10 9 II. Main Goals and Strategy of the Banking Regulation and Supervision Agency 18. The mission of the Banking Regulation and Supervision Agency is to create the proper environment in which banks and financial institutions can operate with market discipline, and in a healthy, efficient and globally competitive manner. The creation of a sound banking system is key to achieve long-run economic growth and stability of the country. 19. In order to fulfill its mission BRSA will establish, implement and develop the necessary regulatory and supervisory framework. In this framework, the main goals of the BRSA are: To enhance banking sector efficiency and competitiveness elimination of distortions created by the state banks; strengthening of the banks capital base; reduction of the banks intermediation costs; minimization of group banking and non-financial activities. To maintain confidence in the banking sector in accordance with market discipline and self responsibility principle, to design the proper regulation for public awareness; making adequate, understandable and accurate information accessible to the markets in a timely manner; promoting international best standards in accounting and reporting systems; providing a transparent environment in which information on risks is clear and accessible for all parties. To minimize the potential risks to the economy from the banking sector prevention of all kinds of transactions and practices that can jeopardize the smooth and safe operation of the banks; developing early warning and prompt correction systems to prevent individual problems from causing systemic risk. To enhance the soundness of the banking sector - enhancing the flexibility of the sector against risks; giving importance to the improvement of corporate governance; developing internal control and risk management systems; taking market risk into account in calculation of capital adequacy; improving the BRSA s capacity for risk-focused and consolidated supervision and control. To protect the rights of the depositors - establishing a balance between the adverse effects of deposit insurance, such as erosion in market discipline and increase in moral hazard, and the need to protect the rights of depositors. 20. In order to fulfill these goals the main values that the BRSA needs to establish are the following: Cost Effectiveness: Regulatory and supervisory practices shall be carried out regarding cost/benefit approach; and regulation and supervision activities shall be conducted in order to promote competitiveness of the banking sector.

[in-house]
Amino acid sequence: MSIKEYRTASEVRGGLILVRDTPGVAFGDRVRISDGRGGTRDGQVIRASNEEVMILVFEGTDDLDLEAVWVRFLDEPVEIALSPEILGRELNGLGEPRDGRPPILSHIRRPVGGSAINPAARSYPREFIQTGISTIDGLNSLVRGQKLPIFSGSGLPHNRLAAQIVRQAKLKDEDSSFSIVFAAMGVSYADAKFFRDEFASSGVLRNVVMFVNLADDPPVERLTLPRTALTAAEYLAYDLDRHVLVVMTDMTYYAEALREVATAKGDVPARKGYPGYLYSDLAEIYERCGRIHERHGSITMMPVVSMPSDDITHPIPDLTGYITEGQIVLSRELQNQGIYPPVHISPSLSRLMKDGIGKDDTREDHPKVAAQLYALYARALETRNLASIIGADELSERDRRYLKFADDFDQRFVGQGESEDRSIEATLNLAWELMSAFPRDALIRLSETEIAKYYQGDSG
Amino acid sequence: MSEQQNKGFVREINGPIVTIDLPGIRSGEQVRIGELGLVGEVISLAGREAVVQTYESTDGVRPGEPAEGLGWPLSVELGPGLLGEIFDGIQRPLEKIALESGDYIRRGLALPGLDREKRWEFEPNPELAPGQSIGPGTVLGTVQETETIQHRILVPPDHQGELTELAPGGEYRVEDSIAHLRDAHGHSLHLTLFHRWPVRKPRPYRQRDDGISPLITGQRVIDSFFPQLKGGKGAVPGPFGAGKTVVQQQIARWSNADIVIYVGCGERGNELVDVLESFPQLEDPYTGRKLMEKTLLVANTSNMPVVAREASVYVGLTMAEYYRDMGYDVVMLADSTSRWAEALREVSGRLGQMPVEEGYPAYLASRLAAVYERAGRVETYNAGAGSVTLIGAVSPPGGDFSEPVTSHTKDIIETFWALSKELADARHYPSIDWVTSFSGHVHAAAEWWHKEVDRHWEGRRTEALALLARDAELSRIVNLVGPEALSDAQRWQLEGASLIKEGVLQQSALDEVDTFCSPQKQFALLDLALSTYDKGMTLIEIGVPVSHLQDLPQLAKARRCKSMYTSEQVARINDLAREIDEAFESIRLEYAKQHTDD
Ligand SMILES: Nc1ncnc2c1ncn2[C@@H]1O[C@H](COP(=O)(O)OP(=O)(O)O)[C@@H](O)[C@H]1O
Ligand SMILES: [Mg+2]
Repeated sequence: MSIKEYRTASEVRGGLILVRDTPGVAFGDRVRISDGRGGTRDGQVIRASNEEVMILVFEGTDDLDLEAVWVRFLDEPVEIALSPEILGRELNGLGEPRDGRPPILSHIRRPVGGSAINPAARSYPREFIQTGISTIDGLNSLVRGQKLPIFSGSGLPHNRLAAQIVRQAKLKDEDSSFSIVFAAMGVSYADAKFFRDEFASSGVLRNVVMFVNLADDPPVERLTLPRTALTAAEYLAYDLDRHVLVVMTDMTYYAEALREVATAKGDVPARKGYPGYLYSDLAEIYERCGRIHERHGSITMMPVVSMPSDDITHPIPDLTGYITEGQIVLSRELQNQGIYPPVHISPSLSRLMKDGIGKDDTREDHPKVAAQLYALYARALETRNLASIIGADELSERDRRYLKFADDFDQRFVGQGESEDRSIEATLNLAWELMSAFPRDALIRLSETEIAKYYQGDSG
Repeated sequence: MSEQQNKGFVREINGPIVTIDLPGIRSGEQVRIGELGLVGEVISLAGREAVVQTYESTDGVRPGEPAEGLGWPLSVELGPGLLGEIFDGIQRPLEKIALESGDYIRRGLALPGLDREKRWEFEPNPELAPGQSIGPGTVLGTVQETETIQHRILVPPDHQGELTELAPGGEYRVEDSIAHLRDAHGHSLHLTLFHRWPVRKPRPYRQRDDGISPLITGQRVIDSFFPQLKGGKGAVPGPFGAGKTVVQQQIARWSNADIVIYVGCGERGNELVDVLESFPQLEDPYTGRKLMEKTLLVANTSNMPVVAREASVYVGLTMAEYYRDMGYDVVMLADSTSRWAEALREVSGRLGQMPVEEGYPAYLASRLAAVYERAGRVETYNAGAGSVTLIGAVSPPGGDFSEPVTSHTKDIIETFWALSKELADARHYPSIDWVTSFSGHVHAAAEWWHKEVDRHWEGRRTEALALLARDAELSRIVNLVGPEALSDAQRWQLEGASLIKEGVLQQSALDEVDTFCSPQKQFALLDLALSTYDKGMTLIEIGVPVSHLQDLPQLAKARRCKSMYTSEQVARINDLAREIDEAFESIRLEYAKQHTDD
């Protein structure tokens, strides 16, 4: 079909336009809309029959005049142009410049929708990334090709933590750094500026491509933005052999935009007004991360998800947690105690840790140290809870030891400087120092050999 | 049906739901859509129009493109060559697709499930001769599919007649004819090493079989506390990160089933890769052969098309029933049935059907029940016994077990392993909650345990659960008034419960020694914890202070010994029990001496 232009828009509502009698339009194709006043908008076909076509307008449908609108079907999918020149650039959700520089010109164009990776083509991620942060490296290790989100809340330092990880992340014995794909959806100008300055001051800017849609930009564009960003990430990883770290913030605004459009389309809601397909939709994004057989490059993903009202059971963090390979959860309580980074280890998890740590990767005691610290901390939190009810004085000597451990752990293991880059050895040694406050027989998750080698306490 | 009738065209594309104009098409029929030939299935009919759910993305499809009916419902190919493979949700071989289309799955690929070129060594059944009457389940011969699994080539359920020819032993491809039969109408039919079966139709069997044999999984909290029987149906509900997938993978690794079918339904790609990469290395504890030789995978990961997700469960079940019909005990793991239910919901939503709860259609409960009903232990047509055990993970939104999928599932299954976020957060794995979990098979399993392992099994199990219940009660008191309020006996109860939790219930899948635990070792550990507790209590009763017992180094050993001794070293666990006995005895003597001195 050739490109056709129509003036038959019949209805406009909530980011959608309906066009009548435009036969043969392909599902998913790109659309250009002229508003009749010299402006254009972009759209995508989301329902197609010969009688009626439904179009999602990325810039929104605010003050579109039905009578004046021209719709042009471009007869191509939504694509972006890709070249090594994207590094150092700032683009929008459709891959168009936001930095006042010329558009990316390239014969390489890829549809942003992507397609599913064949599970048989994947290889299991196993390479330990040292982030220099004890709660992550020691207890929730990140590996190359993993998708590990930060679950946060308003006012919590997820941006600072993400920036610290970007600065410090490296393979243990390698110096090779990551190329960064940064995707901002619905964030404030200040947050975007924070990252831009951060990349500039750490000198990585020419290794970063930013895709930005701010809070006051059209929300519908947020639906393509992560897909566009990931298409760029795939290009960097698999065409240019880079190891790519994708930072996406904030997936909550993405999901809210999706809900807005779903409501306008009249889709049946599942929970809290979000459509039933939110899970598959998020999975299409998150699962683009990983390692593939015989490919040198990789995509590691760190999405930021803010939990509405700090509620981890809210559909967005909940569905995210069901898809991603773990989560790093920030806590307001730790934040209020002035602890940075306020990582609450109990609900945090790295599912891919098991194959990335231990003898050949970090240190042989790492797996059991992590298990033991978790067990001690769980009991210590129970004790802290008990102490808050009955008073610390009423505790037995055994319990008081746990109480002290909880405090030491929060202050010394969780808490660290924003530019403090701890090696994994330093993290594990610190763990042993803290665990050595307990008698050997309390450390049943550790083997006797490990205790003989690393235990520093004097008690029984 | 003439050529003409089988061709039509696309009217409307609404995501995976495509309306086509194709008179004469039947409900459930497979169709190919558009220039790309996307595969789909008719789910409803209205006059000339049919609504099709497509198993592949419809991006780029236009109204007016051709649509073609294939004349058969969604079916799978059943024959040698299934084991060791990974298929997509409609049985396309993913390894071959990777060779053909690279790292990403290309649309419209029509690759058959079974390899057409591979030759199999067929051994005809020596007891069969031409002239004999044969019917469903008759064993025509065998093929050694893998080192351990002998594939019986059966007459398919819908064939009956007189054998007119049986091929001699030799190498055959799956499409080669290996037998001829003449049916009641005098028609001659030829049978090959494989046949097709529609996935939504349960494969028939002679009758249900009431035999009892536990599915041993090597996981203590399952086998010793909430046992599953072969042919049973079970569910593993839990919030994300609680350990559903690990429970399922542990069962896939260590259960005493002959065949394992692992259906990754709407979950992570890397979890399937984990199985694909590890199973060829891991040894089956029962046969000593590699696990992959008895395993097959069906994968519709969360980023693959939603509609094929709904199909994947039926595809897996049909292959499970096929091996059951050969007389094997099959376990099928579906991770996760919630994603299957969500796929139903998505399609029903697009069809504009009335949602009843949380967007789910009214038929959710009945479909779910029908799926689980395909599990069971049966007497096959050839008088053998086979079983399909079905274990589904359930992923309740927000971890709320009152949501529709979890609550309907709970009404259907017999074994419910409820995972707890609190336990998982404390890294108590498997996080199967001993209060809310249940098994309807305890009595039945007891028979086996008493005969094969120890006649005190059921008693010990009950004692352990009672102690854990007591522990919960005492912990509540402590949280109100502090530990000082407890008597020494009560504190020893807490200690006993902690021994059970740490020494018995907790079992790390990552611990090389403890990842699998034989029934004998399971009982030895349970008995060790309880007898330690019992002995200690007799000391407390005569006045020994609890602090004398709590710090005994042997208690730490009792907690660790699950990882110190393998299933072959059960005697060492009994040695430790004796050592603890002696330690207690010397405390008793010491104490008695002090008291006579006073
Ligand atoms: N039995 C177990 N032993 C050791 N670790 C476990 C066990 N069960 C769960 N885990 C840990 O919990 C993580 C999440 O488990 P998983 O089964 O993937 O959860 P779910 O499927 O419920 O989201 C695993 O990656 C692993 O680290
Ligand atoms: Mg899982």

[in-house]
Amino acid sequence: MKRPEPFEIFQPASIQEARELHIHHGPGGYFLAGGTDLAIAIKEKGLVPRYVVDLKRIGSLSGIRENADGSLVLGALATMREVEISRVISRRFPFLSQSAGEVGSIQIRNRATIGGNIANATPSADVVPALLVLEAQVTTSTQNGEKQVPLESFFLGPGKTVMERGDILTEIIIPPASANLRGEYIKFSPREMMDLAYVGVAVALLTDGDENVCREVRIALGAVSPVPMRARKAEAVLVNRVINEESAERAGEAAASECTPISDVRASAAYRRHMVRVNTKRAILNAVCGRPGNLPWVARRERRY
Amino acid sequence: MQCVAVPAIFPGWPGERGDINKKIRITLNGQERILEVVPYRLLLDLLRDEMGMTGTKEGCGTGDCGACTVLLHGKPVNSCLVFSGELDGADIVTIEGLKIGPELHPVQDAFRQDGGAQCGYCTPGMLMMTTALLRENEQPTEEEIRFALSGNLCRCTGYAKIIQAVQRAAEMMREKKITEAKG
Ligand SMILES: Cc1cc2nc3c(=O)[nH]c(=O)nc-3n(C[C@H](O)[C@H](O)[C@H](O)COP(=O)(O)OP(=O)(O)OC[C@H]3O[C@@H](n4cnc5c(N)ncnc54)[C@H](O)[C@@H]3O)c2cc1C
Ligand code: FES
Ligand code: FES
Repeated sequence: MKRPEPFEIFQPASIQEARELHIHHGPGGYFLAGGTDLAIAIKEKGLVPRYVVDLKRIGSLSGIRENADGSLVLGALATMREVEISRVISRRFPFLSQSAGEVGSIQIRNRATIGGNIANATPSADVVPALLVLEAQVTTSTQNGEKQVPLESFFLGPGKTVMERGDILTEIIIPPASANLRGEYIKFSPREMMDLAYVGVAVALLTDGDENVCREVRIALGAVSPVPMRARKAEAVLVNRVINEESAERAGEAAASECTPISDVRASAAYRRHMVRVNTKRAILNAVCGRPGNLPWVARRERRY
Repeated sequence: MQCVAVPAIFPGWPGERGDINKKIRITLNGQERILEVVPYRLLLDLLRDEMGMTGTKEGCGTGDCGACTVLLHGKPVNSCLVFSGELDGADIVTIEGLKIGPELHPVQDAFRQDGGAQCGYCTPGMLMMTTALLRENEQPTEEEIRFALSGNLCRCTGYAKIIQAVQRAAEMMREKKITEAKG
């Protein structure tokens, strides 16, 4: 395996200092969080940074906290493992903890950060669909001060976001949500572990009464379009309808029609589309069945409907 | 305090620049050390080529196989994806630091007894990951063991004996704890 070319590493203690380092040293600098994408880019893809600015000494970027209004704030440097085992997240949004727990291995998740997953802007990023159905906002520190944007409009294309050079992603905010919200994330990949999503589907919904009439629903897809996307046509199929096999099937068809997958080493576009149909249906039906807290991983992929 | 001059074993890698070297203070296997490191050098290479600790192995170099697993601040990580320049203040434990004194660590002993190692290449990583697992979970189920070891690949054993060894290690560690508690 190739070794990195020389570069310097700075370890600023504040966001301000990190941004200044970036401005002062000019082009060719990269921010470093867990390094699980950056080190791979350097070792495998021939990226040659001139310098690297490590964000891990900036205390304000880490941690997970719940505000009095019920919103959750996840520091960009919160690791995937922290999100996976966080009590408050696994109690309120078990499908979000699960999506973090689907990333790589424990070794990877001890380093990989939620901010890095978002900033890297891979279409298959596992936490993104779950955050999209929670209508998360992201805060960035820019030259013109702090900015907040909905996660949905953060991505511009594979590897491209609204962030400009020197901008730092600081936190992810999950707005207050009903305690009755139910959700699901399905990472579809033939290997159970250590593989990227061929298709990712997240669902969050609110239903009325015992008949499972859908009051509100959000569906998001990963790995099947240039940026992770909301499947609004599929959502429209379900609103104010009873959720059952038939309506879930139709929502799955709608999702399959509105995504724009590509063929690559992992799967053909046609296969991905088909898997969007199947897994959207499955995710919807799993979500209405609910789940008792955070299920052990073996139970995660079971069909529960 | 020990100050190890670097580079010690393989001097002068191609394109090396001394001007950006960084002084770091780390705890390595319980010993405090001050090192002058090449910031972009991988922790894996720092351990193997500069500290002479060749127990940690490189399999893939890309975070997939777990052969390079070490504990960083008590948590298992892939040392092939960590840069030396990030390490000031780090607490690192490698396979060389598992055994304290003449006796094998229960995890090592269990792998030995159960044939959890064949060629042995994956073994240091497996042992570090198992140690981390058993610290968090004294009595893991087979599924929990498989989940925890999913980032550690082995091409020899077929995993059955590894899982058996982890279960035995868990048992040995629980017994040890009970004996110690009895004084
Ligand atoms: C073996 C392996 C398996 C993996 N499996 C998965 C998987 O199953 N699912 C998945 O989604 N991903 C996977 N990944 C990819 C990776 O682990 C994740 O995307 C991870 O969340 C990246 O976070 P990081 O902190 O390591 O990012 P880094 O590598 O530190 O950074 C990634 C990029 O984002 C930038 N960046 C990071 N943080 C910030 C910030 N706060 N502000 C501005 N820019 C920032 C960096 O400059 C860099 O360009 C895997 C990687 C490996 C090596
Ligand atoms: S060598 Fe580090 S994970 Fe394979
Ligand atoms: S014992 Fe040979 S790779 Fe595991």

11 Approach Based on Internal Accountability: Even if regulatory and supervisory function is carried out at optimum, this function cannot go beyond being a secondary means for ensuring soundness and efficiency of the banking sector. The primary means is market discipline. An approach, which emphasizes internal accountability, such as improvement of internal control mechanisms and use of independent auditing/rating institutions shall be adopted. Impartiality: The BRSA shall equally treat all institutions that operate in its scope, and fulfill its responsibilities with care and impartiality. Responsiveness: The BRSA shall adapt itself to policies and practices necessitated by the developments in national and international financial system in a rapid and effective manner, and work with other public institutions in harmony. Participation: During the formulation of regulations and direction of practices, importance shall be given to the participation of banks, customers and the professional associations in the sector and academicians; communication channels shall be kept open. Transparency and Accountability: In order to make the BRSA operate in a transparent manner public and the relevant public agencies shall be informed about the operations and operation results. Consumer Focus: Besides the service for financial institutions, a service approach focused on consumer demand and needs shall be placed in the structure of the BRSA. For this purpose, a consumer relations unit shall be established within the BRSA; and a consumer affairs page shall be maintained on the BRSA s Internet site. With these two services, the BRSA shall make the consumers conscious of financial services, and it shall review its regulations and policies in the light of suggestions and complaints from the consumers. International Cooperation: The Agency shall be in a close cooperation with foreign regulatory and supervisory agencies and international organizations in order to follow rapid change and developments in financial markets, to achieve an effective supervision on banks on a consolidated basis, and to get information relating to potential investors in the sector. Expertise and Efficient Organizational Structure: In order to develop the expertise necessitated by changes in financial sector, the BRSA will give importance to employment of personnel with analytical capability and professionalism, and review its organization structure in accordance with the developments in financial activities and information technology. Performance Assessment: The BRSA shall conduct public opinion surveys, effectiveness surveys and employee surveys in order to assess public opinion about the performance of the BRSA. 10